Mar 12, 2024 - Technology

Scammers raked in $1.3B from impersonation scams in 2023, FBI says

Data: FBI Internet Crime Report 2023; Chart: Axios Visuals
Data: FBI Internet Crime Report 2023; Chart: Axios Visuals

Americans lost roughly $1.3 billion in 2023 to scammers pretending to be from the government or tech support, according to new FBI data.

Why it matters: Record-breaking profits motivate fraudsters to double down on their schemes.

How it works: Scammers pretend to be a government official, tech support agent or customer service representative to trick people into sending money or other sensitive information their way.

  • These impersonators typically call with fake stories that would motivate someone to share their private identifiable details with them.
  • For example, a scammer might call to say someone will lose their Medicare benefits if they don't pay a new fee. Or they might claim there's a virus on their computer that requires the victim to buy a special tool.

By the numbers: U.S. adults' losses from tech support and government impersonation scams have grown more than sevenfold since 2019, according to the FBI's annual internet crime report, released last week.

  • In 2019, the FBI received 27,506 complaints of government and tech support impersonation scams, resulting in $178.3 million in losses.
  • By 2023, those losses had topped $1.3 billion from 51,750 reports.

Zoom in: Tech support scams — where a fraudster attempts to make victims believe they have a virus on their computer — have skyrocketed over the last five years.

  • Between 2019 and 2023, the number of tech support impersonation complaints nearly tripled, growing from 13,633 to 37,560.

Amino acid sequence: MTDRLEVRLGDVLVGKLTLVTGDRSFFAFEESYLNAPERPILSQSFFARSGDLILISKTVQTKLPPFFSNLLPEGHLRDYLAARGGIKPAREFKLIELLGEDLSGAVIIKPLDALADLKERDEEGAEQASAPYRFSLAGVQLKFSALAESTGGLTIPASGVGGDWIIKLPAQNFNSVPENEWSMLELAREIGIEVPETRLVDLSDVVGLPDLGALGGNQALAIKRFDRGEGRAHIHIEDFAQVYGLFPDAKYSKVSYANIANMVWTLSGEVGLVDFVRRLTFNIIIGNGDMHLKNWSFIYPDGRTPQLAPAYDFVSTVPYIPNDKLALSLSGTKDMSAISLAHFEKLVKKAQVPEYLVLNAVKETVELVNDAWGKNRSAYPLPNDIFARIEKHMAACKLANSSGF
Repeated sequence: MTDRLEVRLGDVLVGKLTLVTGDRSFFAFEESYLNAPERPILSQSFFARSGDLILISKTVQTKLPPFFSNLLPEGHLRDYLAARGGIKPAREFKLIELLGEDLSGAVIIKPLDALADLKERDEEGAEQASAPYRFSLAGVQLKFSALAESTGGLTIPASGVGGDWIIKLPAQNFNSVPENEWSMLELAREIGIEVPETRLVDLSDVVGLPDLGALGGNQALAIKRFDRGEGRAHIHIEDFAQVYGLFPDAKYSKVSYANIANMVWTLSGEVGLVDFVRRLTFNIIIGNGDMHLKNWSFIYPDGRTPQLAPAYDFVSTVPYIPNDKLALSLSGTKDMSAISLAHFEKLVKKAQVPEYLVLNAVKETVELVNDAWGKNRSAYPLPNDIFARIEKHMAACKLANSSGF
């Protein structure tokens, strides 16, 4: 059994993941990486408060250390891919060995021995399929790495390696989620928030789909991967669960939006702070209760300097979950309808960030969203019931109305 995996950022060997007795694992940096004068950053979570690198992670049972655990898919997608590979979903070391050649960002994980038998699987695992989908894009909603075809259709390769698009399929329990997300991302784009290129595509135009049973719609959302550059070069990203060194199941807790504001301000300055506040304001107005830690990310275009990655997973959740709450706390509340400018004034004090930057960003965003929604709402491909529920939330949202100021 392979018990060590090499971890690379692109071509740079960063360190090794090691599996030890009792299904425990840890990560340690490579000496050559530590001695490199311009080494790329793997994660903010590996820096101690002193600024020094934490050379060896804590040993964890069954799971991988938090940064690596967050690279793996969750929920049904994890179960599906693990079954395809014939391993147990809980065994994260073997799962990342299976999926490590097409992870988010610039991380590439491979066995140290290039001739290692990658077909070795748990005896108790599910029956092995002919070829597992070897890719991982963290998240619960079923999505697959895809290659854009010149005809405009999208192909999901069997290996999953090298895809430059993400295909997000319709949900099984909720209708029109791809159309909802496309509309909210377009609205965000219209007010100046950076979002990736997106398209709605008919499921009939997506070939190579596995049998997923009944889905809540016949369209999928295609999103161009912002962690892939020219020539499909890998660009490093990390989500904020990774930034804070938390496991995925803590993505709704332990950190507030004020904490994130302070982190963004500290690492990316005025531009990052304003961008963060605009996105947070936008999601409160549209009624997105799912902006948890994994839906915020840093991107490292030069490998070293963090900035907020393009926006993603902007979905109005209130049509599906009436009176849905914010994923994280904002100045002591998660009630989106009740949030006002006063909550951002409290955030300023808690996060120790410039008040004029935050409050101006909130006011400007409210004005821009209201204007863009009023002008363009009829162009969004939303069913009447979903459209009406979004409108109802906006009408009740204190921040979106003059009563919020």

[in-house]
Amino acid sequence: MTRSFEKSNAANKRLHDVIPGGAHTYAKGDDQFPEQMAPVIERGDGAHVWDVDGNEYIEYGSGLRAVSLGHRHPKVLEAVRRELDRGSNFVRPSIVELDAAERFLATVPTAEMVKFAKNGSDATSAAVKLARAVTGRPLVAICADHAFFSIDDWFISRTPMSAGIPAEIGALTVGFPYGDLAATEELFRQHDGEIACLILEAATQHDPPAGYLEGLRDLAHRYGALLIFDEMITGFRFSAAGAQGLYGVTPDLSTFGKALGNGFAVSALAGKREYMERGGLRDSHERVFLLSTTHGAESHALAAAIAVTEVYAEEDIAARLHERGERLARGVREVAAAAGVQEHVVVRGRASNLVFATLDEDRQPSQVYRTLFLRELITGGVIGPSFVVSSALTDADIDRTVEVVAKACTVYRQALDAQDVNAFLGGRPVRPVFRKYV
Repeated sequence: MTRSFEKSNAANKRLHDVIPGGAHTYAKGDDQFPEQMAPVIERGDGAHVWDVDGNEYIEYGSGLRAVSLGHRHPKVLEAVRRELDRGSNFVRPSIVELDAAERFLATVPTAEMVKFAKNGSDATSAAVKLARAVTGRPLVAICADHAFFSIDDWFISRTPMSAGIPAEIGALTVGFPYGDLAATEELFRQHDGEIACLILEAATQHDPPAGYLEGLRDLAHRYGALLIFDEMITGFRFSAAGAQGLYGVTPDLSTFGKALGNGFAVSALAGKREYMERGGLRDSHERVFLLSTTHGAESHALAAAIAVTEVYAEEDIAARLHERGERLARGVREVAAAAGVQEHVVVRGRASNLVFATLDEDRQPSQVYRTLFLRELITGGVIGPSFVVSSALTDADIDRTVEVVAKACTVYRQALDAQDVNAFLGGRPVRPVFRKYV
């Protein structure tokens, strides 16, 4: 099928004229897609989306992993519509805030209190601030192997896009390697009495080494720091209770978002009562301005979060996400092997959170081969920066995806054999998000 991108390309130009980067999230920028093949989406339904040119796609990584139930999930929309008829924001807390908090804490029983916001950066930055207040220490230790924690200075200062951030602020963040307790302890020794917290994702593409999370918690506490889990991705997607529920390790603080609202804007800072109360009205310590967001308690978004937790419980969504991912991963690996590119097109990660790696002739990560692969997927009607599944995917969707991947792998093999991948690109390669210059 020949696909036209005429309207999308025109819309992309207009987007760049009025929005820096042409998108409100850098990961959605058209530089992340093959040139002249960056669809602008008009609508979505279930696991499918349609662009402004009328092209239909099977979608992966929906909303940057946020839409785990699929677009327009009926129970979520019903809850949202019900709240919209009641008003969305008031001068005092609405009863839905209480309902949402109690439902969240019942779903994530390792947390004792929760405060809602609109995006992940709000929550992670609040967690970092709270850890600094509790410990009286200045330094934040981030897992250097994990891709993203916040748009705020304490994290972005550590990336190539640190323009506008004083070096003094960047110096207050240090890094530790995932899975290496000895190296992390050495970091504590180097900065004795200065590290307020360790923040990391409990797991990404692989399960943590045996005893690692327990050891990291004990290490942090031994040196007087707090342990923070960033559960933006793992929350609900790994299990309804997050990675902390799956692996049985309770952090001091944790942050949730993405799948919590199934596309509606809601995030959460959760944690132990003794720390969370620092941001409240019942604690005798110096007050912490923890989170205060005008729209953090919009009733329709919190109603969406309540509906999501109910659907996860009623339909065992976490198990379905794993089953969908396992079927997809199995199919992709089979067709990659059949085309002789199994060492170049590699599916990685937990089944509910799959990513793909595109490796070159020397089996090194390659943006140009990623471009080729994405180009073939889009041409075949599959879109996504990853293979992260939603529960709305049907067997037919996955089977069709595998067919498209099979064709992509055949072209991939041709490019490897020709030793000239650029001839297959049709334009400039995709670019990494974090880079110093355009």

• Older people, or those over 60, accounted for more than half of losses to tech support scams in 2023, per the FBI report.

Yes, but: These numbers are based only on the cases that victims reported to the FBI's Internet Crime Complaint Center.

  • Many victims won't call the police after a scam or cyberattack due to shame over falling for a ruse or fear of retaliation.

The big picture: Impersonation scams have become easier due both to the growing availability of generative AI tools and the popularity of remote work.

  • Loneliness and isolation have made people more susceptible to calls from scammers.

Between the lines: Impersonation scams have evolved from cold-calling telemarketing scams to online operations to lure people in.

The intrigue: People of all ages are susceptible to scams — not just the elderly.

  • Only 40% of people who fell for tech support scams reported to be over 60, according to the FBI.
  • Even New York Magazine's personal finance columnist fell for a customer support scam where she put $50,000 into a shoebox and handed it off to someone in an unmarked vehicle.

The bottom line: Be on high alert for imposters.

  • The government will never call, email, text or send a social media message to ask for money, the FTC says.
  • Be wary of anyone who calls randomly with a supposedly urgent financial need — especially if they ask you to buy a gift card or to transfer cryptocurrencies.
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